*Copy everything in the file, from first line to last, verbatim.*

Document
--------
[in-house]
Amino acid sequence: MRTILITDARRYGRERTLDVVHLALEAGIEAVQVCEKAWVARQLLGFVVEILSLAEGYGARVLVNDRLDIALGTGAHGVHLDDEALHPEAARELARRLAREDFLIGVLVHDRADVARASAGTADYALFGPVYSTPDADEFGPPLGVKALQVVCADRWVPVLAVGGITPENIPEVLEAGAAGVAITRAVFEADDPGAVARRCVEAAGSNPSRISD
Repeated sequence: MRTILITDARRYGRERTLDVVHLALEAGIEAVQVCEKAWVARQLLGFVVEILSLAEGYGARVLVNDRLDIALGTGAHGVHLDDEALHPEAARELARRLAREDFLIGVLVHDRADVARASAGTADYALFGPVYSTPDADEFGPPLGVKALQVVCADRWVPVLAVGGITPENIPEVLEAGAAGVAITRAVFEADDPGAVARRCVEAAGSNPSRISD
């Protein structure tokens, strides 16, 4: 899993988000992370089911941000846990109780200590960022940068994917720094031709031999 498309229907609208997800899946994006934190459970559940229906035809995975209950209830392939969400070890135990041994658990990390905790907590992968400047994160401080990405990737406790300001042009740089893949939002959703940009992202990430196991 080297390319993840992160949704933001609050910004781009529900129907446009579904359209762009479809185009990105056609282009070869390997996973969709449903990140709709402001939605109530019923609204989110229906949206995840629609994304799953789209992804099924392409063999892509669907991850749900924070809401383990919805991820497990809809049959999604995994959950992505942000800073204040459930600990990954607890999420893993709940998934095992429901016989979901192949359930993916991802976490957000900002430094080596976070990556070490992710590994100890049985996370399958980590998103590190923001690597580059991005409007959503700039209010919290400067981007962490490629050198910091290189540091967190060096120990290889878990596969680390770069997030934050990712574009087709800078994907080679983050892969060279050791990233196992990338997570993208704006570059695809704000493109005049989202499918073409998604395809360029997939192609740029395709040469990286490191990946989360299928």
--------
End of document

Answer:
[in-house]
Amino acid sequence: MRTILITDARRYGRERTLDVVHLALEAGIEAVQVCEKAWVARQLLGFVVEILSLAEGYGARVLVNDRLDIALGTGAHGVHLDDEALHPEAARELARRLAREDFLIGVLVHDRADVARASAGTADYALFGPVYSTPDADEFGPPLGVKALQVVCADRWVPVLAVGGITPENIPEVLEAGAAGVAITRAVFEADDPGAVARRCVEAAGSNPSRISD
Repeated sequence: MRTILITDARRYGRERTLDVVHLALEAGIEAVQVCEKAWVARQLLGFVVEILSLAEGYGARVLVNDRLDIALGTGAHGVHLDDEALHPEAARELARRLAREDFLIGVLVHDRADVARASAGTADYALFGPVYSTPDADEFGPPLGVKALQVVCADRWVPVLAVGGITPENIPEVLEAGAAGVAITRAVFEADDPGAVARRCVEAAGSNPSRISD
């Protein structure tokens, strides 16, 4: 899993988000992370089911941000846990109780200590960022940068994917720094031709031999 498309229907609208997800899946994006934190459970559940229906035809995975209950209830392939969400070890135990041994658990990390905790907590992968400047994160401080990405990737406790300001042009740089893949939002959703940009992202990430196991 080297390319993840992160949704933001609050910004781009529900129907446009579904359209762009479809185009990105056609282009070869390997996973969709449903990140709709402001939605109530019923609204989110229906949206995840629609994304799953789209992804099924392409063999892509669907991850749900924070809401383990919805991820497990809809049959999604995994959950992505942000800073204040459930600990990954607890999420893993709940998934095992429901016989979901192949359930993916991802976490957000900002430094080596976070990556070490992710590994100890049985996370399958980590998103590190923001690597580059991005409007959503700039209010919290400067981007962490490629050198910091290189540091967190060096120990290889878990596969680390770069997030934050990712574009087709800078994907080679983050892969060279050791990233196992990338997570993208704006570059695809704000493109005049989202499918073409998604395809360029997939192609740029395709040469990286490191990946989360299928």